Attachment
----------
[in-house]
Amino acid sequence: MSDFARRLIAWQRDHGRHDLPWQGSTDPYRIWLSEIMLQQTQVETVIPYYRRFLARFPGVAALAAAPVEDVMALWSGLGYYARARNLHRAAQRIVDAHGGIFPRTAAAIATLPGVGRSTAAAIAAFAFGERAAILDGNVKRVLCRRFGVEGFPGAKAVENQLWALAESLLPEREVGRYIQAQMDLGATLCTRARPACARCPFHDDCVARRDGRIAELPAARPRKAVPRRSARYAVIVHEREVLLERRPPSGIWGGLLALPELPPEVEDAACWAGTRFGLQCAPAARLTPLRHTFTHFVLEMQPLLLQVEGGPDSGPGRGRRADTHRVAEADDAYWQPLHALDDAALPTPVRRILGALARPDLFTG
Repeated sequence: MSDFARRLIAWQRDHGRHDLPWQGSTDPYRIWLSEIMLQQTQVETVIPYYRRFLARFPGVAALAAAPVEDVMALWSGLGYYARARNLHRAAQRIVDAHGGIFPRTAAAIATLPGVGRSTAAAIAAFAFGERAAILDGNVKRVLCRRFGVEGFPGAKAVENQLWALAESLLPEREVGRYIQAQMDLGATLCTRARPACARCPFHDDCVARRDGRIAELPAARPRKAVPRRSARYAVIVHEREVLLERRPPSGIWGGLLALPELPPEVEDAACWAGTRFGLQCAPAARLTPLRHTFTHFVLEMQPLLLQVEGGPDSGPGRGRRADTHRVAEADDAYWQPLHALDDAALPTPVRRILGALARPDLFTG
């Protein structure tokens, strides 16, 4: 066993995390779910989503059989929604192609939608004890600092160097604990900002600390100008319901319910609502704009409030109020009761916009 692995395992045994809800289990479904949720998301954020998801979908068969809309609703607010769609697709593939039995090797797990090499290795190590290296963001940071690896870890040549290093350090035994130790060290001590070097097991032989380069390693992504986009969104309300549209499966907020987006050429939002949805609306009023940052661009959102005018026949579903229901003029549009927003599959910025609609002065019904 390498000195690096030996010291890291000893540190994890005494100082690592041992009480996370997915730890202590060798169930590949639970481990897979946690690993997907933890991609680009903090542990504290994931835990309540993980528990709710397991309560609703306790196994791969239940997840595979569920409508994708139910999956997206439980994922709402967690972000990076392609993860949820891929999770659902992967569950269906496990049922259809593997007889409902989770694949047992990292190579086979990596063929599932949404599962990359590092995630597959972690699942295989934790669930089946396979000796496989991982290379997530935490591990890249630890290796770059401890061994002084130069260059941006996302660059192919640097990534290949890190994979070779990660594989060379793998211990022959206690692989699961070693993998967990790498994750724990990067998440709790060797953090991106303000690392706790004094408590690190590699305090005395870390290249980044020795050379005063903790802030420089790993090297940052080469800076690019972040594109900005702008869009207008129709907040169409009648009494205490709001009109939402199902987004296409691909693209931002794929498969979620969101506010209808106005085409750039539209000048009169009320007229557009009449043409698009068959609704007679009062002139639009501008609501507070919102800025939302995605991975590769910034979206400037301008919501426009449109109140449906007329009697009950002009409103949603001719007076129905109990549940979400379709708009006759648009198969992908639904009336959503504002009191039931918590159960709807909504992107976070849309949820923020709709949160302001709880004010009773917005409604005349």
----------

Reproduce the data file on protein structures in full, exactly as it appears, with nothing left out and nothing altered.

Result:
[in-house]
Amino acid sequence: MSDFARRLIAWQRDHGRHDLPWQGSTDPYRIWLSEIMLQQTQVETVIPYYRRFLARFPGVAALAAAPVEDVMALWSGLGYYARARNLHRAAQRIVDAHGGIFPRTAAAIATLPGVGRSTAAAIAAFAFGERAAILDGNVKRVLCRRFGVEGFPGAKAVENQLWALAESLLPEREVGRYIQAQMDLGATLCTRARPACARCPFHDDCVARRDGRIAELPAARPRKAVPRRSARYAVIVHEREVLLERRPPSGIWGGLLALPELPPEVEDAACWAGTRFGLQCAPAARLTPLRHTFTHFVLEMQPLLLQVEGGPDSGPGRGRRADTHRVAEADDAYWQPLHALDDAALPTPVRRILGALARPDLFTG
Repeated sequence: MSDFARRLIAWQRDHGRHDLPWQGSTDPYRIWLSEIMLQQTQVETVIPYYRRFLARFPGVAALAAAPVEDVMALWSGLGYYARARNLHRAAQRIVDAHGGIFPRTAAAIATLPGVGRSTAAAIAAFAFGERAAILDGNVKRVLCRRFGVEGFPGAKAVENQLWALAESLLPEREVGRYIQAQMDLGATLCTRARPACARCPFHDDCVARRDGRIAELPAARPRKAVPRRSARYAVIVHEREVLLERRPPSGIWGGLLALPELPPEVEDAACWAGTRFGLQCAPAARLTPLRHTFTHFVLEMQPLLLQVEGGPDSGPGRGRRADTHRVAEADDAYWQPLHALDDAALPTPVRRILGALARPDLFTG
């Protein structure tokens, strides 16, 4: 066993995390779910989503059989929604192609939608004890600092160097604990900002600390100008319901319910609502704009409030109020009761916009 692995395992045994809800289990479904949720998301954020998801979908068969809309609703607010769609697709593939039995090797797990090499290795190590290296963001940071690896870890040549290093350090035994130790060290001590070097097991032989380069390693992504986009969104309300549209499966907020987006050429939002949805609306009023940052661009959102005018026949579903229901003029549009927003599959910025609609002065019904 390498000195690096030996010291890291000893540190994890005494100082690592041992009480996370997915730890202590060798169930590949639970481990897979946690690993997907933890991609680009903090542990504290994931835990309540993980528990709710397991309560609703306790196994791969239940997840595979569920409508994708139910999956997206439980994922709402967690972000990076392609993860949820891929999770659902992967569950269906496990049922259809593997007889409902989770694949047992990292190579086979990596063929599932949404599962990359590092995630597959972690699942295989934790669930089946396979000796496989991982290379997530935490591990890249630890290796770059401890061994002084130069260059941006996302660059192919640097990534290949890190994979070779990660594989060379793998211990022959206690692989699961070693993998967990790498994750724990990067998440709790060797953090991106303000690392706790004094408590690190590699305090005395870390290249980044020795050379005063903790802030420089790993090297940052080469800076690019972040594109900005702008869009207008129709907040169409009648009494205490709001009109939402199902987004296409691909693209931002794929498969979620969101506010209808106005085409750039539209000048009169009320007229557009009449043409698009068959609704007679009062002139639009501008609501507070919102800025939302995605991975590769910034979206400037301008919501426009449109109140449906007329009697009950002009409103949603001719007076129905109990549940979400379709708009006759648009198969992908639904009336959503504002009191039931918590159960709807909504992107976070849309949820923020709709949160302001709880004010009773917005409604005349």